2021 Was A Good Year For Music And 2022 Will Be Even Better: Here’s Why – Forbes

2021 has been a difficult year. That’s true. But there are reasons to be cheerful as we look towards 2022. One main reason is of all years, 2021 was a banner year for music. I don’t mean exclusively for the music industry, but for the entire music ecosystem in many countries around the world. In 2021, music was incorporated into global policy. In some countries, artists were prioritised by policymakers. Countries that had never invested in their music economies began to and pandemic support for artists, venues and music businesses increased. This is a start and there is a long way to go, but all in all, 2021 gives us reasons to be hopeful for 2022.  I thought I would list a few of these reasons. 

The music industry, however inequitable it is, continues to grow: 

In most countries, any time music is listened to or used in any way, someone gets paid. A lot of music was listened to in 2021. As a result, the commercial recorded music industry grew by 7.4% at last count and the total value of music, according to economist Will Page, increased by $2.1 billion USD to a total value of $31.6 billion. Those that make their money from copyright are benefitting, which has prompted a fire sale of music rights, led by Wall Street. Blackstone has launched a $1 billion USD fund to invest in music rights. KKR, another hedge fund, bought Kobalt, an independent music publisher’s catalogue for $1.1 billion USD. This is not just happening in North America and Europe. African artists are seeing record investments. We have also seen the rise of independent management entities, or IMEs, which are private companies disrupting copyright, offering paths to income in countries that lack robust or transparent copyright management frameworks. Money talks, and in some circles of the music industry, there is more of it. And with it, the industry is being forced to confront a number of hard truths, which is the second reason why 2021 offers reasons for optimism.

1st August 1972: Christine Harris wearing Auralgard II Ear Defenders during an exhibition at the … [+] Design Centre in London. (Photo by Peter King/Fox Photos/Getty Images)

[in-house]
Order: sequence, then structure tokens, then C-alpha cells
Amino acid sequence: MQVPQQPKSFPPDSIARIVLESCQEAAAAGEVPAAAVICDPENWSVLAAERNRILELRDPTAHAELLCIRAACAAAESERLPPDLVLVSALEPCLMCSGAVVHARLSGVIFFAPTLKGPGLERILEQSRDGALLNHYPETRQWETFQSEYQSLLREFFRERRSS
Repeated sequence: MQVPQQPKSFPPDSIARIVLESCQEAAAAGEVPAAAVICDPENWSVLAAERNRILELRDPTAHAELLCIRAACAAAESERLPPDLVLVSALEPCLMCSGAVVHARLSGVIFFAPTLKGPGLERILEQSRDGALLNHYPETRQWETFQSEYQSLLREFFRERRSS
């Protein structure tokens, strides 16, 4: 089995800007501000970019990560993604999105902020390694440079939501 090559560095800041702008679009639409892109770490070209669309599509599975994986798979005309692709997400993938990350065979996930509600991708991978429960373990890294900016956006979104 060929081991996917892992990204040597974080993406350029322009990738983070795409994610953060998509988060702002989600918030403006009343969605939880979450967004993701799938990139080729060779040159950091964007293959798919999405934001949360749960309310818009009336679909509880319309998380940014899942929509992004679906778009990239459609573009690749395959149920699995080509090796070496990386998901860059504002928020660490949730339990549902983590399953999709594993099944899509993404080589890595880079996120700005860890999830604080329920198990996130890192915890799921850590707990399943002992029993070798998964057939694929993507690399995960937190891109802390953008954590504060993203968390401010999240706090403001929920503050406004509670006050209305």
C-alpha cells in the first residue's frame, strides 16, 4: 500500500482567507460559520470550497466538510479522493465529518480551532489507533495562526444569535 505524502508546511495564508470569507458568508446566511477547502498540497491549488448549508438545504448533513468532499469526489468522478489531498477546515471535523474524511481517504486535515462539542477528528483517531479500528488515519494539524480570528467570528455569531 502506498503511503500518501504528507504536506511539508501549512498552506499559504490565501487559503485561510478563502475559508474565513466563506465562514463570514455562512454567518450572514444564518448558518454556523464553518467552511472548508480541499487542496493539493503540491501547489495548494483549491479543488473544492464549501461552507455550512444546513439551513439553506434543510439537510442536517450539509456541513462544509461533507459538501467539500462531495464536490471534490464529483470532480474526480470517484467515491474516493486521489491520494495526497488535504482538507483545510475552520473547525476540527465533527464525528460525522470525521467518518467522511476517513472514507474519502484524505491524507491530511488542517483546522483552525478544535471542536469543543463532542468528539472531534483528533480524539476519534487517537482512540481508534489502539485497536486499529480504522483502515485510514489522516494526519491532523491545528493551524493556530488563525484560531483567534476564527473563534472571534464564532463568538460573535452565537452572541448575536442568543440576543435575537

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The Exploitation of Artists & Equity Are Finally Being Addressed

What will change is still to be seen, but the fact that the rights of artists and songwriters have become more of a priority in 2021 is worth celebrating. The U.K. Government’s Department of Culture, Media and Sport’s Committee Enquiry into its music streaming market and the #BrokenRecord campaign led to a debate in the House of Commons, the launch of a Competitions and Market Authority investigation into music sector monopolisation, and an extensive debate into the value of music creators and how to equitably distribute revenues. Regardless of the side one is on, it is heartening to see a debate focused on artists’ rights grow to reach the House of Commons. This is not a uniquely U.K. phenomenon. Similar debates have accelerated in 2021 to address the inequitable payment …….


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Google AI Tool Creates Music from Written Descriptions – VOA Learning English

This week, Google researchers published a paper describing results from an artificial intelligence (AI) tool built to create music.

The tool, called MusicLM, is not the first AI music tool to launch. But the examples Google provides demonstrate musical creative ability based on a limited set of descriptive words.

AI shows how complex computer systems have been trained to behave in human-like ways.

Tools like ChatGPT can quickly produce, or generate, written documents that compare well with the work by humans. ChatGPT and similar systems require powerful computers to operate complex machine-learning models. The San Francisco-based company OpenAI launched ChatGPT late…….


Bringing music to the masses… on a tram – BBC

French pianists, Hervé Billaut and Guillaume Coppola, brought a piano on to a tram in Nantes, as part of the opening of the annual La Folle Journée classical music festival.

They played to passengers all afternoon on Wednesday.

Mr Billaut said that they wanted to bring music to places you don’t expect it: “Perhaps someone, a child, a young person or a pensioner will have a musical shock.”